One could go into further detail regarding the movie’s plot, but I would summarize as series of extremely bad choices by the title character, resulting from severely skewed priorities. The most prominent of these is a warped and sentimentalized view of love that causes him to value his wife and child over his own soul. In some ways, see the film as a presenting a portrayal of these things in order to speak against them – perhaps even an underlying theme on the peril of using evil means to achieve “good” ends. The ending, however, still implies that the protagonist ultimately had his heart in the right place.


The fact that our cultural creators are willingly to drastically pervert history itself in service to the vampire-as-hero ideal says much about the psychological impulse behind it. This view has much in common with the romanticized portrayal of gangs and organized crime in films like Francis Ford Coppola’s The Godfather (for anyone seeking a real picture of organized crime, I would recommend Connie Fletcher’s 1992 classic What Cops Know). You can also find parallels in the continuing veneration of bloodthirsty tyrants like Josef Stalin and Mao Zedong as well as the cults surrounding murderers like Che Guevara. This even extends to serial killers. As British author and social commentator Theodore Dalrymple has observed:

“Imprisoned serial killers of women are often the object of marriage proposals from women who know nothing of them except their criminal record. This curious phenomenon indicates the depths to which self-deception can sink in determining human action. The women making such offers presumably believe that an essential core of goodness subsists in the killers and that they are uniquely the ones to bring it to the surface. They thereby also distinguish themselves from other women, whose attitude to serial killers is more conventional and unthinkingly condemnatory. They thus see further and deeper, and feel more strongly, than their conventional sisters. By contrast, they show no particular interest in petty, or pettier, criminals.” [City Journal]

What seems to underlie it all is a deep-seated sentimentality that actively rejects objective truth, reducing the deeds of evil-doers to a statement that “they’re just misunderstood.” It ties in perfectly with our culture’s current obsession with alternative lifestyles.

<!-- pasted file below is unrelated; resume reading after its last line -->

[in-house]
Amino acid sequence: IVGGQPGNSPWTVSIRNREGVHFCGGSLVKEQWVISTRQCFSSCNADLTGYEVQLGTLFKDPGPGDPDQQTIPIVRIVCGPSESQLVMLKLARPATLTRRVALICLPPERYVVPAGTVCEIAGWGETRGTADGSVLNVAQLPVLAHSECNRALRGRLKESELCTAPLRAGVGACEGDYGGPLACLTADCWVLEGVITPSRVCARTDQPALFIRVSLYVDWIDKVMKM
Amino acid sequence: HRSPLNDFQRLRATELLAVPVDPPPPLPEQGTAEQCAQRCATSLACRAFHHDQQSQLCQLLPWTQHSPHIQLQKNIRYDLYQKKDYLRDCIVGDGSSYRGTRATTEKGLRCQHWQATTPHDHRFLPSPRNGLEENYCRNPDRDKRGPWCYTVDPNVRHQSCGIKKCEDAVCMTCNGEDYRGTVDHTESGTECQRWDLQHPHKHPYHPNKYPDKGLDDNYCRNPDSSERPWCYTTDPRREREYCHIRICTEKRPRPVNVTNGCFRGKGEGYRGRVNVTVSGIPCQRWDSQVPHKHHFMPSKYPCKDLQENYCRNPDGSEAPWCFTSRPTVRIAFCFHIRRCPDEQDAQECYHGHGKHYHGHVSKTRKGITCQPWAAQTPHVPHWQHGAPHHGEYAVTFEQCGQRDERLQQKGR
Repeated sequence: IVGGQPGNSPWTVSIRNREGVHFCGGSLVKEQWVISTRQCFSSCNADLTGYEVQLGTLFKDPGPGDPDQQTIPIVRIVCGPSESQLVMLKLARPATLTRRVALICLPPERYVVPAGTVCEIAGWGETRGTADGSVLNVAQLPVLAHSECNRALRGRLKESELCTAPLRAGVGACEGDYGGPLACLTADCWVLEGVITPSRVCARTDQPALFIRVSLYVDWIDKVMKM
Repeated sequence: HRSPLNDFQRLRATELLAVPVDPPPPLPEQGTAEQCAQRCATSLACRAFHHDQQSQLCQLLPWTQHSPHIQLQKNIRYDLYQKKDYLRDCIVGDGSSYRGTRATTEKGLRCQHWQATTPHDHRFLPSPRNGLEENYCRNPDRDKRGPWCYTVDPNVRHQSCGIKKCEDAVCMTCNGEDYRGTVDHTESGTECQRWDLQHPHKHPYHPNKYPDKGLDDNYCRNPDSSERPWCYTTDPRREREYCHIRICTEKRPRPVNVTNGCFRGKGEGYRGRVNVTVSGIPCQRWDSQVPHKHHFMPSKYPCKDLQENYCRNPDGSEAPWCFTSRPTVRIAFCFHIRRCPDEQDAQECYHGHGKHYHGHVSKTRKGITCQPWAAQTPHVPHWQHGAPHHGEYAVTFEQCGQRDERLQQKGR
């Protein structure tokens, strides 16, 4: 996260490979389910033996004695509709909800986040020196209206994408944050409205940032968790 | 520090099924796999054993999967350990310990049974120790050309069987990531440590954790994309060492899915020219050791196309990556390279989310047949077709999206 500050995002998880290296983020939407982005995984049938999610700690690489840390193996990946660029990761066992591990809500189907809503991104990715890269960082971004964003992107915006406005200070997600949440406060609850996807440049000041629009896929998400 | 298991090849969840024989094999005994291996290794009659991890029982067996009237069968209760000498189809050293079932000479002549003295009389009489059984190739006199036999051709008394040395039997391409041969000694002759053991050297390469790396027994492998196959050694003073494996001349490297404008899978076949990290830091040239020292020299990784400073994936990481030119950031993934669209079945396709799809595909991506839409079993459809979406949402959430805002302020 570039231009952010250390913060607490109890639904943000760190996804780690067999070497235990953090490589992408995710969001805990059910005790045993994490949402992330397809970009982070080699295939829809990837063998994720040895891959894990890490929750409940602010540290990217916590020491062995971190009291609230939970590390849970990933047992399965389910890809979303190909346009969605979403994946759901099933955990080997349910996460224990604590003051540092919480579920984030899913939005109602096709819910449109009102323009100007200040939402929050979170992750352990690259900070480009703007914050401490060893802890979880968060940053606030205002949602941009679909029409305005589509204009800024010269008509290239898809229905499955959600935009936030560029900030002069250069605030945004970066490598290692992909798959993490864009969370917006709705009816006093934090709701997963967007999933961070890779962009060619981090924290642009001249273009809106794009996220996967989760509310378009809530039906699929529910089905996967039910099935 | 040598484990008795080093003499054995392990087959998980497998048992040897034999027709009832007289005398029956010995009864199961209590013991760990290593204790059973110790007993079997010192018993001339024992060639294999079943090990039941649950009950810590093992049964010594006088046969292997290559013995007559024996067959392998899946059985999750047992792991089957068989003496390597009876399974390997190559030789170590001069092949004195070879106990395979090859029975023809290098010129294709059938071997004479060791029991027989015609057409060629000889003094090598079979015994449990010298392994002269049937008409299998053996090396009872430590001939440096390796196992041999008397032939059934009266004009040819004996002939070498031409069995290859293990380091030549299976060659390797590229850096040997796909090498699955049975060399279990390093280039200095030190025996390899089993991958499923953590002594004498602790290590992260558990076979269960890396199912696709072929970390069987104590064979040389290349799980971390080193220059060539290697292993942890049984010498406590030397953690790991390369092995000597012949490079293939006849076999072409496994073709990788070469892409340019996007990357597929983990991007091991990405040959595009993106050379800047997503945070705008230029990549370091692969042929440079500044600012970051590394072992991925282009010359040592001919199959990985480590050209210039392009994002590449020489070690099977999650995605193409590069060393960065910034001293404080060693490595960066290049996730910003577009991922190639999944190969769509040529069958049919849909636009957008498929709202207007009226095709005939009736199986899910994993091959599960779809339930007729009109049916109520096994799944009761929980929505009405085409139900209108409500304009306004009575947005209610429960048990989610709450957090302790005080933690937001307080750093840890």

But I believe the true root runs much deeper. As Solzhenitsyn once said, the line between good and evil runs through every human heart. Our stories are ultimately a reflection of who we are. Once you understand the appeal of the vampire, you can quite easily understand the continuing adoration so many hold in the modern world for tyrants and murderers. As fallen human beings, we instinctively look at both types of creatures with envious eyes. Which of us, at one dark moment or another, hasn’t dreamed of wielding the very same power?

There. I’ve written not one but two posts on vampires. Let’s all move on and close this chapter on our lives.

Join me next week as we continue our journey through the Uncharted Corners of Heaven and Earth.


P.S. No, my next post will not be about werewolves.


One thought on “Dreams of Living Death – Part 2

Add yours

  1. I’m almost surprised you didn’t mention “Bonnie & Clyde.” Ever since I first watched it, something seemed “off,” and I’ve since read that when that movie first came out, relatives of the victims were FURIOUS by how sympathetically (and inaccurately) the title characters were portrayed.

    I’ll have to take your word on “The Godfather.” My experience with that franchise is limited to parodies of it on cartoons from my childhood, like “Freakazoid” and “Garfield & Friends.”

    I DID like the original graphic novel version of “Road to Perdition,” which showed right off the bat that however well the crime syndicate treated the main character and his family, they were still slimeballs to be reviled, not admired. It also avoided the movie adaptation’s weird stance on guns.

    Liked by 1 person